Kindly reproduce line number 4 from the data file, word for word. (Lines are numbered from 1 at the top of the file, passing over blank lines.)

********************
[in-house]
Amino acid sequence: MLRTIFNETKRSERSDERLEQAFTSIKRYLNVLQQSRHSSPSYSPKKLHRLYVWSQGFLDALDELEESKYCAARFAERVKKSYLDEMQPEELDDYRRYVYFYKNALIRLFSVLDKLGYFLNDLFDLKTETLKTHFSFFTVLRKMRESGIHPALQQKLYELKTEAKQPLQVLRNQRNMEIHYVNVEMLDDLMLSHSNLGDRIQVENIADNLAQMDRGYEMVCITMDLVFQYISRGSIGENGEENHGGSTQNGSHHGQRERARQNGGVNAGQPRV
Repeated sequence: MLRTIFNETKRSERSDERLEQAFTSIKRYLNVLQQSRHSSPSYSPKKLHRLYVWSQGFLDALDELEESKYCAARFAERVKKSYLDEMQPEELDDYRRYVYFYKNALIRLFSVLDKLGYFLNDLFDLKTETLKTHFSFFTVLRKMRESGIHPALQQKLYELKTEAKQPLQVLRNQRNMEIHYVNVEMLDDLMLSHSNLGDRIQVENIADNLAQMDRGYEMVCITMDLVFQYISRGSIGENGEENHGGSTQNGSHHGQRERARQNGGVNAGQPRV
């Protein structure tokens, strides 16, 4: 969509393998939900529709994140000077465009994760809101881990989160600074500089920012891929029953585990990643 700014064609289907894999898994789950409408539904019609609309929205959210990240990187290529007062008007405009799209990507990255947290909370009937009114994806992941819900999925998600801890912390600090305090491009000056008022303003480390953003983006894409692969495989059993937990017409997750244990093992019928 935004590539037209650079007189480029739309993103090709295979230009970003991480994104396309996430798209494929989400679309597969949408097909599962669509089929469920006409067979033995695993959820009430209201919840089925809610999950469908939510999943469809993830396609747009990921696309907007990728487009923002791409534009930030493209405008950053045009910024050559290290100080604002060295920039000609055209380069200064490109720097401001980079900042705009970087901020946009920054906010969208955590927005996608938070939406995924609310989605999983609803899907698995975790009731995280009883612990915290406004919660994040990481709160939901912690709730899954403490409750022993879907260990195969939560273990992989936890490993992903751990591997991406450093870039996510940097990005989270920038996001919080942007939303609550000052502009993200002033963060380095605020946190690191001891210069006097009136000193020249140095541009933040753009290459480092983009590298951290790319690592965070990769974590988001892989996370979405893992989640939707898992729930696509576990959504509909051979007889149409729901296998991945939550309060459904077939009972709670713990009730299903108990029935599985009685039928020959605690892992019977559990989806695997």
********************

């Protein structure tokens, strides 16, 4: 969509393998939900529709994140000077465009994760809101881990989160600074500089920012891929029953585990990643 700014064609289907894999898994789950409408539904019609609309929205959210990240990187290529007062008007405009799209990507990255947290909370009937009114994806992941819900999925998600801890912390600090305090491009000056008022303003480390953003983006894409692969495989059993937990017409997750244990093992019928 935004590539037209650079007189480029739309993103090709295979230009970003991480994104396309996430798209494929989400679309597969949408097909599962669509089929469920006409067979033995695993959820009430209201919840089925809610999950469908939510999943469809993830396609747009990921696309907007990728487009923002791409534009930030493209405008950053045009910024050559290290100080604002060295920039000609055209380069200064490109720097401001980079900042705009970087901020946009920054906010969208955590927005996608938070939406995924609310989605999983609803899907698995975790009731995280009883612990915290406004919660994040990481709160939901912690709730899954403490409750022993879907260990195969939560273990992989936890490993992903751990591997991406450093870039996510940097990005989270920038996001919080942007939303609550000052502009993200002033963060380095605020946190690191001891210069006097009136000193020249140095541009933040753009290459480092983009590298951290790319690592965070990769974590988001892989996370979405893992989640939707898992729930696509576990959504509909051979007889149409729901296998991945939550309060459904077939009972709670713990009730299903108990029935599985009685039928020959605690892992019977559990989806695997």